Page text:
Recruiting For Discovery Missions (September 2005)
The recent US space mission was nearly aborted when the ceramic cloth gap filler came loose during the take-off of Space Shuttle Discovery, threatening the safety of the Shuttle’s landing and a repeat of the 2002 Columbia disaster.
As the world held its breath, Astronaut Stephen Robinson went space-walking to remove the rogue material, enabling Discovery to land safely.
Even cutting-edge science depends occasionally on lateral thinking, a creative fix, and the courage and input of individuals. Similarly, choosing the right people for research, design, support and development in emerging technology, is a delicate and skilled process. They need to have the right combination of qualifications and aptitude, often combining a variety of different scientific disciplines.
New Discovery Director Zoë Dunn has spent the last few years developing an understanding of the personnel needs of discovery science companies. “We work closely with many of the UK’s major pharmaceutical companies and new and growing technology start-ups, helping them to fill temporary and permanent vacancies,” she explains.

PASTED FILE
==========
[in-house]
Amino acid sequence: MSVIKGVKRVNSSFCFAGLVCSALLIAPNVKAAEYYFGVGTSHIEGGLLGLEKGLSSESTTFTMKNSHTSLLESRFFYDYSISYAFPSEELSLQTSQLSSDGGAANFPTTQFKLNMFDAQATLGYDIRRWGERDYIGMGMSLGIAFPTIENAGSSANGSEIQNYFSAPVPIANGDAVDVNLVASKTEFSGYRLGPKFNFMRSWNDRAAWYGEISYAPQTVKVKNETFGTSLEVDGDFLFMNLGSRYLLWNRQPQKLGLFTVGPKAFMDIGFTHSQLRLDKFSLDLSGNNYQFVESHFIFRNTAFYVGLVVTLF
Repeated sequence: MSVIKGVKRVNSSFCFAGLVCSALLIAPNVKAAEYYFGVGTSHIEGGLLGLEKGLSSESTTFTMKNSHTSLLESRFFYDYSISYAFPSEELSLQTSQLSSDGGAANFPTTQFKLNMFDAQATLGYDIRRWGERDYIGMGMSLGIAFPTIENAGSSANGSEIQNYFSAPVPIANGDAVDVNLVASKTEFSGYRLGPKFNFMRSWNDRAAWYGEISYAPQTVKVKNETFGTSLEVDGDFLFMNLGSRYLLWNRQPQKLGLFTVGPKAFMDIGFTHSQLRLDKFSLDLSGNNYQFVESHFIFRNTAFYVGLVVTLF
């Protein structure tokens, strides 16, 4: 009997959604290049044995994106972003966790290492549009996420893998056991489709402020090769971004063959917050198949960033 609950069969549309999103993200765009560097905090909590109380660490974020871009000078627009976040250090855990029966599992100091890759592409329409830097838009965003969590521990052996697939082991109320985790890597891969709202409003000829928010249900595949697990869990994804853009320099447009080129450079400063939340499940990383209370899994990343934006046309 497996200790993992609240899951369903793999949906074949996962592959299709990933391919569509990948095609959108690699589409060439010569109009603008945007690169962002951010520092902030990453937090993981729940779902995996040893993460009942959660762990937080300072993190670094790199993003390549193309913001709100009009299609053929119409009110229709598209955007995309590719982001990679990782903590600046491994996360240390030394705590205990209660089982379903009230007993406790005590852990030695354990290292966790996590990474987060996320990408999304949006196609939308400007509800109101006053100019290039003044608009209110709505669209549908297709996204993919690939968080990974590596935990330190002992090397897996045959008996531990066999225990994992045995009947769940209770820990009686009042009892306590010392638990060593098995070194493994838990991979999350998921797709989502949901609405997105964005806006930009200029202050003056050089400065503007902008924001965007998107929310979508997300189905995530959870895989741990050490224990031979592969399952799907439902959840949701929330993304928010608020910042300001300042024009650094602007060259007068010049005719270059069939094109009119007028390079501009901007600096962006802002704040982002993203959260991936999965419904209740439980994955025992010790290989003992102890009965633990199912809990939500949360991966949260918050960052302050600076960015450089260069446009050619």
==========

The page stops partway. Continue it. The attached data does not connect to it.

“Our clients are involved in such fast-evolving areas as biometrics, informatics, forensics, robotics, biotechnology, proteomics, genomics and nutraceuticals. However, the rate of progress of these leading-edge technologies is sometimes limited by their ability to find the right people to help move projects forward. Typically they need personnel who have strong science and IT capabilities and can bring their skills and experience into the new technology field.”
“For example, one major multinational pharmaceutical company came to New Discovery when they realised that they needed an individual who had experience in the medical science field but was also an enterprise technology expert. They were seeking someone who could help them collate information from a wide range of disparate data sources and manage it intelligently, so that the crucial research information could be shared across the international scientific infrastructure.”